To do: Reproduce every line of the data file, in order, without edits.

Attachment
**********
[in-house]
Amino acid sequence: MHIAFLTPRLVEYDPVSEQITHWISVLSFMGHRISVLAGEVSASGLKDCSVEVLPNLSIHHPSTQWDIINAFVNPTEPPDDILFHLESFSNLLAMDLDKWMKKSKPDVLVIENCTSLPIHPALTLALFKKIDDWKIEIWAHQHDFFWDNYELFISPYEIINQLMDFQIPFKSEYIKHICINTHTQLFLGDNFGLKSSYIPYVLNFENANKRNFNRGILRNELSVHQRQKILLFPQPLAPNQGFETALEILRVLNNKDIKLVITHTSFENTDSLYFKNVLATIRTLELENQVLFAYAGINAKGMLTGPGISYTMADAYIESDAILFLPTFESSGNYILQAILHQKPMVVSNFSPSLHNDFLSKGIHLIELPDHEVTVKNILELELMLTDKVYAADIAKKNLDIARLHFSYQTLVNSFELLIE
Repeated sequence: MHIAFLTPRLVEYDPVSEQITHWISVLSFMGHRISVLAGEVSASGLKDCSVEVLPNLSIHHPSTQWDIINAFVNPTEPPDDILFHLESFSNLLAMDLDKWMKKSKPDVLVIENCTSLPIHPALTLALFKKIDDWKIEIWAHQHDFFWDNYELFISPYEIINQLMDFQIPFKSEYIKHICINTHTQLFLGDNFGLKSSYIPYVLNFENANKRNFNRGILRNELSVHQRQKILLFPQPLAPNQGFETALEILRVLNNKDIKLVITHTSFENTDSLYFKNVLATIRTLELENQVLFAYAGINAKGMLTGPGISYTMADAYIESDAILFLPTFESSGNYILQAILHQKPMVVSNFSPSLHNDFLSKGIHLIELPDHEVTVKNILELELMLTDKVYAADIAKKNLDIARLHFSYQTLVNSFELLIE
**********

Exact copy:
[in-house]
Amino acid sequence: MHIAFLTPRLVEYDPVSEQITHWISVLSFMGHRISVLAGEVSASGLKDCSVEVLPNLSIHHPSTQWDIINAFVNPTEPPDDILFHLESFSNLLAMDLDKWMKKSKPDVLVIENCTSLPIHPALTLALFKKIDDWKIEIWAHQHDFFWDNYELFISPYEIINQLMDFQIPFKSEYIKHICINTHTQLFLGDNFGLKSSYIPYVLNFENANKRNFNRGILRNELSVHQRQKILLFPQPLAPNQGFETALEILRVLNNKDIKLVITHTSFENTDSLYFKNVLATIRTLELENQVLFAYAGINAKGMLTGPGISYTMADAYIESDAILFLPTFESSGNYILQAILHQKPMVVSNFSPSLHNDFLSKGIHLIELPDHEVTVKNILELELMLTDKVYAADIAKKNLDIARLHFSYQTLVNSFELLIE
Repeated sequence: MHIAFLTPRLVEYDPVSEQITHWISVLSFMGHRISVLAGEVSASGLKDCSVEVLPNLSIHHPSTQWDIINAFVNPTEPPDDILFHLESFSNLLAMDLDKWMKKSKPDVLVIENCTSLPIHPALTLALFKKIDDWKIEIWAHQHDFFWDNYELFISPYEIINQLMDFQIPFKSEYIKHICINTHTQLFLGDNFGLKSSYIPYVLNFENANKRNFNRGILRNELSVHQRQKILLFPQPLAPNQGFETALEILRVLNNKDIKLVITHTSFENTDSLYFKNVLATIRTLELENQVLFAYAGINAKGMLTGPGISYTMADAYIESDAILFLPTFESSGNYILQAILHQKPMVVSNFSPSLHNDFLSKGIHLIELPDHEVTVKNILELELMLTDKVYAADIAKKNLDIARLHFSYQTLVNSFELLIE